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The Cold Truth About Cold Plunges

Why they are all the rage.

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gif animation of woman taking a cold plunge surrounded by snow and polar bear
Steph Ramplin
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Forget hot tubs: Cold plunges are all the rage.
 
Yes, we’re all willingly dipping ourselves into water that’s below 59 degrees (although most people like to show off their toughness by including lots of ice in their Insta pics). In 2022, the global cold-plunge-tub market was valued at $307.7 million, and this is expected to rise by 4.2 percent annually from 2023 to 2030.

While people have been using cold water as a health remedy since the 18th century or earlier — to cure ailments ranging from fevers to rickets — TikTok, Instagram and celebrity endorsements have really heated up this freezing trend.

The risks

Before even thinking about taking a cold plunge, you should be aware of the risks, and these go beyond being uncomfortable. Cold plunges come with real potential health risks, including hypothermia and heart problems, says the American Heart Association. When you jump into cold water, your body’s response is to constrict your blood vessels and increase your heart rate and blood pressure, and in vulnerable people that elevates your risk of heart failure and stroke, according to the National Center for Cold Water Safety. After about three minutes, your body will start to relax, but at that point, your risk of hypothermia kicks in, as water takes heat away from your body 25 times faster than air does.

Also, if you’re doing a true cold plunge, a.k.a. cryostimulation, then the cold temperature is typically achieved through the use of nitrogen, since it is an element that can exist as a liquid at extremely low temperatures. When liquid nitrogen is pumped into a cryostimulation chamber, it evaporates into a gas that comes into direct contact with you, so your head must remain above the treatment area, says Kelly Johnson-Arbor, M.D., a medical toxicologist and interim executive director of the National Capital Poison Center in Washington, D.C.

“The nitrogen gas in the cryostimulation tank does not contain any oxygen, and asphyxiation can occur if the nitrogen is breathed in,” Johnson-Arbor warns.

In short, please talk with your doctor before taking a cold plunge.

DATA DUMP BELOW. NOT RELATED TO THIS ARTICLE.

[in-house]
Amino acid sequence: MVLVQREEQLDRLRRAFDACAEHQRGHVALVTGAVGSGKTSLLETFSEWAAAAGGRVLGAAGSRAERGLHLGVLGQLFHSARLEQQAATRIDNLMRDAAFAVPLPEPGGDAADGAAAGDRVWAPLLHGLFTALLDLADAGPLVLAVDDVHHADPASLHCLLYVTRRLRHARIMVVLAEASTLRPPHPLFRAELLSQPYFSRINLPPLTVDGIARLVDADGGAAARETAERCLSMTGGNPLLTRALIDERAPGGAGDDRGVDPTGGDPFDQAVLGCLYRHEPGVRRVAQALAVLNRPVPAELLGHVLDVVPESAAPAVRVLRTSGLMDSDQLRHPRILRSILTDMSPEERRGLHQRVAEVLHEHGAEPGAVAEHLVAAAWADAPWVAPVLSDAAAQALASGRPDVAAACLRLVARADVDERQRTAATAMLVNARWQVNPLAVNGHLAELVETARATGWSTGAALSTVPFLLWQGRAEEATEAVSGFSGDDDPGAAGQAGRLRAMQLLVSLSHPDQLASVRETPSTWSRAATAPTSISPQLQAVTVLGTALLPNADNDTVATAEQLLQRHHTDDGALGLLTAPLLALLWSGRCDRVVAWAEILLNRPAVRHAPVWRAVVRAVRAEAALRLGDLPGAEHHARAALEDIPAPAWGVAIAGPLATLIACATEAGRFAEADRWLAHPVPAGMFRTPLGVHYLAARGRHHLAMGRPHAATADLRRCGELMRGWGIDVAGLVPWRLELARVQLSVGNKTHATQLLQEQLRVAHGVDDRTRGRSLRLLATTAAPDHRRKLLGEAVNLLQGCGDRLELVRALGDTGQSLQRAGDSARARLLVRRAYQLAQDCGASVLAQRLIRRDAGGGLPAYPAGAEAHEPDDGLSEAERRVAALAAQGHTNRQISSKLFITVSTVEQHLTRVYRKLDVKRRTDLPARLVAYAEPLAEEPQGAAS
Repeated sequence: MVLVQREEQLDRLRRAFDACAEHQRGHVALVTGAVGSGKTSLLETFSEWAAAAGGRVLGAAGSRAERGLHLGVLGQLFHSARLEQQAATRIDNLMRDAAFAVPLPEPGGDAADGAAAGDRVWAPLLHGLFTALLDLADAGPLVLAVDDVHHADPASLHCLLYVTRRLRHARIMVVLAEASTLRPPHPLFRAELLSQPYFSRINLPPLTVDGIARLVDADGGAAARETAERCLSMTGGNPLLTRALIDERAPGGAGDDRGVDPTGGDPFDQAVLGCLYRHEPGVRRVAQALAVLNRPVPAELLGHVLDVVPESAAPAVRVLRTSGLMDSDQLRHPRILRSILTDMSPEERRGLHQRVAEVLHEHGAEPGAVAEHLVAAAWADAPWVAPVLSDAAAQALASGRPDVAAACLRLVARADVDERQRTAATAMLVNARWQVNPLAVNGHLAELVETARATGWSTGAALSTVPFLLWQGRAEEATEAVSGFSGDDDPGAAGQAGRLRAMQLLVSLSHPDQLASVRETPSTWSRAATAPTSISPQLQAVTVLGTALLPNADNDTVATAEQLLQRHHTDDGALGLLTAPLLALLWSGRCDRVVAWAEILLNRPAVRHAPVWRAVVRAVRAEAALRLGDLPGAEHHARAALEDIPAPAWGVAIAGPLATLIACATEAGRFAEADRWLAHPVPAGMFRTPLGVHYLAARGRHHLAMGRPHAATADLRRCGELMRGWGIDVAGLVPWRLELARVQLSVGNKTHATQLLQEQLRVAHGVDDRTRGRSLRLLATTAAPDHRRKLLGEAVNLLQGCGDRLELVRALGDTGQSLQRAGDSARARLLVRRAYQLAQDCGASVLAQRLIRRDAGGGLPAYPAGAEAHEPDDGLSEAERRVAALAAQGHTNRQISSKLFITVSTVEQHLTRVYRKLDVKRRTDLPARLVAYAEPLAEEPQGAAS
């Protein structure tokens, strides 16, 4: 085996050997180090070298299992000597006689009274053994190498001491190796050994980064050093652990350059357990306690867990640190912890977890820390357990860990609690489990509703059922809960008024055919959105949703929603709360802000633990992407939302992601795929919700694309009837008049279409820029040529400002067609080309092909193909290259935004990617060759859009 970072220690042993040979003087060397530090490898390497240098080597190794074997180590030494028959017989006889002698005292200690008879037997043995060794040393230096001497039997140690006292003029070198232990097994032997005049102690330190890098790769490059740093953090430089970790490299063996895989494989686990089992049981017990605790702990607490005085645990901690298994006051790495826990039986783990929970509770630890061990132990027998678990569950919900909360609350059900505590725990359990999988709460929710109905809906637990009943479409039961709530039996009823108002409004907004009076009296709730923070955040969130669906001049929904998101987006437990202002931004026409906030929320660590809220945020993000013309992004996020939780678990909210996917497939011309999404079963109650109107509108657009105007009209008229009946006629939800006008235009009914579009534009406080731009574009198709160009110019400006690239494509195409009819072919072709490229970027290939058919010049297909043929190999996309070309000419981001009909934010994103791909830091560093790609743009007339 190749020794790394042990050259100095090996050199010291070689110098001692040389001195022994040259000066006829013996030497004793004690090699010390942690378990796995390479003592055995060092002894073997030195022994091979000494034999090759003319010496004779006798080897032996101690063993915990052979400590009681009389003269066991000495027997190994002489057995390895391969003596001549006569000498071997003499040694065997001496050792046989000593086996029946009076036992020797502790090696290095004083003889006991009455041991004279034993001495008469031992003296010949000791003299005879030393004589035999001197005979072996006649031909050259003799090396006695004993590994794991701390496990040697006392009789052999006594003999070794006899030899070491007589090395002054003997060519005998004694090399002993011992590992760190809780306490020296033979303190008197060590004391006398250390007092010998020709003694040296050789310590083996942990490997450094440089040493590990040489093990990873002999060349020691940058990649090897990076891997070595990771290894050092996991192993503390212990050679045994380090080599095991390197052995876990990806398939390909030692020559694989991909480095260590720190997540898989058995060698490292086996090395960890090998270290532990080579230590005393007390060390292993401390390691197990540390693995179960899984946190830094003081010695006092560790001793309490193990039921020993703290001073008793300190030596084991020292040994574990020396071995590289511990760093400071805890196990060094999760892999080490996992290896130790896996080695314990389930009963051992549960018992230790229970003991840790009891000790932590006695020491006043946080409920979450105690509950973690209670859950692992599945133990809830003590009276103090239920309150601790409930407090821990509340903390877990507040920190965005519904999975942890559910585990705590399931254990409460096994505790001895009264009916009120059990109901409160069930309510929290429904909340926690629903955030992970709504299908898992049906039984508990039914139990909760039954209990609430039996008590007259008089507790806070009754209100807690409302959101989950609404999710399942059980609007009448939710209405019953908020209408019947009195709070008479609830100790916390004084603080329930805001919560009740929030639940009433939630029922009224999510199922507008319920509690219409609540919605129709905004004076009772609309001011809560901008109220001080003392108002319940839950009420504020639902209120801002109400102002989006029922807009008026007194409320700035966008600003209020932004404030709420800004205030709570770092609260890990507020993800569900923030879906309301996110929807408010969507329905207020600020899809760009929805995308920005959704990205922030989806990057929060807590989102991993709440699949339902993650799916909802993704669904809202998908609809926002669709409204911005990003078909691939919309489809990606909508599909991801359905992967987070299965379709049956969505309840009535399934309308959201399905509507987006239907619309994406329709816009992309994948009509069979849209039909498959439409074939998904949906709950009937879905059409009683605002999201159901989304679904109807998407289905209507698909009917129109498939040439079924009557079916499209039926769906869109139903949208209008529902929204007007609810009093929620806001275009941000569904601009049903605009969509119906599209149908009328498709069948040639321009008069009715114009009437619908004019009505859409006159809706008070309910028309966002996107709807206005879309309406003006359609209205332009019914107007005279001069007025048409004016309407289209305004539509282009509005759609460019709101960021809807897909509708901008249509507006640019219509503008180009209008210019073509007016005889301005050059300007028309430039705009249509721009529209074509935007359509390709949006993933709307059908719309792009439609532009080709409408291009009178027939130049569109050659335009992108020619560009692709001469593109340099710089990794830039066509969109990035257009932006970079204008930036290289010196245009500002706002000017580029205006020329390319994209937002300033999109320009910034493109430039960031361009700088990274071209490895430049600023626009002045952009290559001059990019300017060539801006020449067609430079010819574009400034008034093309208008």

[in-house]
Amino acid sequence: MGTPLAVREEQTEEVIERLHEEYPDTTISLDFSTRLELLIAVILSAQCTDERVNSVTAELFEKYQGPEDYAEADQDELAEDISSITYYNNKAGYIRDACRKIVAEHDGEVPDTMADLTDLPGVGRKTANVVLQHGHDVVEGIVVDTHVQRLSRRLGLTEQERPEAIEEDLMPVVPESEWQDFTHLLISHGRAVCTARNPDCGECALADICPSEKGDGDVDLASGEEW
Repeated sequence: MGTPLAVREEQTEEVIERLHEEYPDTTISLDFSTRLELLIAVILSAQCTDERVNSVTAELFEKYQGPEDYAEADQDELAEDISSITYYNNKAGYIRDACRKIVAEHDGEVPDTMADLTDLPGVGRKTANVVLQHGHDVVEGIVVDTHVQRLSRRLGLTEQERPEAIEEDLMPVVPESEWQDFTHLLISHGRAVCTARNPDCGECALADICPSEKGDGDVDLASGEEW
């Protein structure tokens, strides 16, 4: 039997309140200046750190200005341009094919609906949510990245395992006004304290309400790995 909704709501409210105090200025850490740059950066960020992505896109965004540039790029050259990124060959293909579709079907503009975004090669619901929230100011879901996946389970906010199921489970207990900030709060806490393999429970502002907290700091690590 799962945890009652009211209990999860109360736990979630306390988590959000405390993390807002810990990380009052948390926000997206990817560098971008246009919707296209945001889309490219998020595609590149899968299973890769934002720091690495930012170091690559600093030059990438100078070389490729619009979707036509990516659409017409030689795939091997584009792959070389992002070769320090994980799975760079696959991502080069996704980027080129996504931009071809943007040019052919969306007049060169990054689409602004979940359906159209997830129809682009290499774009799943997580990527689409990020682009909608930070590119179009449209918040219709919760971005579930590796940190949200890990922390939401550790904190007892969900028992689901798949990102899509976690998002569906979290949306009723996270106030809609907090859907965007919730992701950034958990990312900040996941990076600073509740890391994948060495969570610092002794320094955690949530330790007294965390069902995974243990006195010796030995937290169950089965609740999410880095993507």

The benefits

What’s been touted as the primary benefit from a cold-water immersion is recovery after a workout, but unfortunately this claim doesn’t have much merit, according to a study published in The Journal of Psychology. The study looked at the effects of cold-water immersion versus active recovery without the cold water and found that there wasn’t a significant difference between the two. But there is some good news. Cold-water shock treatment exposes you to thermal stress, which activates beta-endorphins and noradrenaline in the brain, notes Holly Schiff, a clinical psychologist in Greenwich, Connecticut. Beta-endorphins are feel-good molecules that give us a sense of well-being. Plus, cold water reduces the cortisol hormone, which usually kicks into action when stress and anxiety take over, so going for a cold plunge consistently can improve resilience to stress. In addition, the exposure to cold activates the sympathetic nervous system, which increases the brain’s release of norepinephrine, the adrenal hormone that helps depressed people feel happier naturally.

“During the whole-body cold exposure, the spontaneous release of opioids and cannabinoids in the brain is promoted, which has the potential to create a feeling of well-being, mood control and reduced anxiety,” Schiff explains.

While many people have also anecdotally reported weight loss after repeated soaks in a cold tub, there haven’t been enough studies on this to provide solid evidence, says Tom Ingegno, a doctor of acupuncture and Chinese medicine, and the owner of Charm City Integrative Health in Baltimore. Initial research seems to show that if you take a cold plunge, your metabolism increases briefly to warm up your body, but how much of a lasting weight loss you may see is still questionable. It’s possible, however, that you may appear to be thinner, because the cold plunge reduces inflammation.

How long and how often?

If you do decide to opt for a cold plunge, there isn’t a hard-and-fast rule as to the duration or temperature that’s optimal. But a review of the studies released gives some guidance, notes Joseph Meyerson, a plastic and reconstructive surgeon in Port Townsend, Washington, who often recommends cold immersion to his patients. For the best benefits, he suggests taking a cold plunge for five to 15 minutes at a temperature between 45 and 60 degrees. An easy alternative: “Cold showers, versus cold plunges, are likely equivalent in their ability to gain the health benefits of cold immersion,” he points out.

Anyone ever enjoy a cold plunge? Let us know in the comments below.

Follow Article Topics: Health